Mirages: On anthropomorphism in dialogue systems

Gavin Abercrombie, Amanda Cercas Curry, Tanvi Dinkar, Verena Rieser, Zeerak Talat

Research output: Chapter in Book/Report/Conference proceedingChapter (peer-reviewed)peer-review

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Abstract

Automated dialogue or conversational systems are anthropomorphised by developers and personified by users. While a degree of anthropomorphism is inevitable, conscious and unconscious design choices can guide users to personify them to varying degrees. Encouraging users to relate to automated systems as if they were human can lead to transparency and trust issues, and high risk scenarios caused by over-reliance on their outputs. As a result, natural language processing researchers have investigated the factors that induce personification and develop resources to mitigate such effects. However, these efforts are fragmented, and many aspects of anthropomorphism have yet to be explored. In this paper, we discuss the linguistic factors that contribute to the anthropomorphism of dialogue systems and the harms that can arise thereof, including reinforcing gender stereotypes and conceptions of acceptable language. We recommend that future efforts towards developing dialogue systems take particular care in their design, development, release, and description; and attend to the many linguistic cues that can elicit personification by users.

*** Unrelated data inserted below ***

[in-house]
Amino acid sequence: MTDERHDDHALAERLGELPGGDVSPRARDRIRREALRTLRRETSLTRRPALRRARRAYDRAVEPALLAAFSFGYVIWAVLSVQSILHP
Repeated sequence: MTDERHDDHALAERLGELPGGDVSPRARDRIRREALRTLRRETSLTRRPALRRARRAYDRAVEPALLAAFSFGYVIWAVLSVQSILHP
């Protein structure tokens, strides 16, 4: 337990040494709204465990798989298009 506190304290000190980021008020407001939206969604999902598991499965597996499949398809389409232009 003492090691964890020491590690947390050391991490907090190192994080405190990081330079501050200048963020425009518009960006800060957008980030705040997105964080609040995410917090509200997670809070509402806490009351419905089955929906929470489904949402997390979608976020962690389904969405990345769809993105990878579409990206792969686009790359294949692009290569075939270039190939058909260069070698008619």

Original languageEnglish
Title of host publicationProceedings of the 2023 Conference on Empirical Methods in Natural Language Processing
PublisherAssociation for Computational Linguistics
Pages4776–4790
Number of pages15
DOIs
Publication statusPublished - Dec 2023

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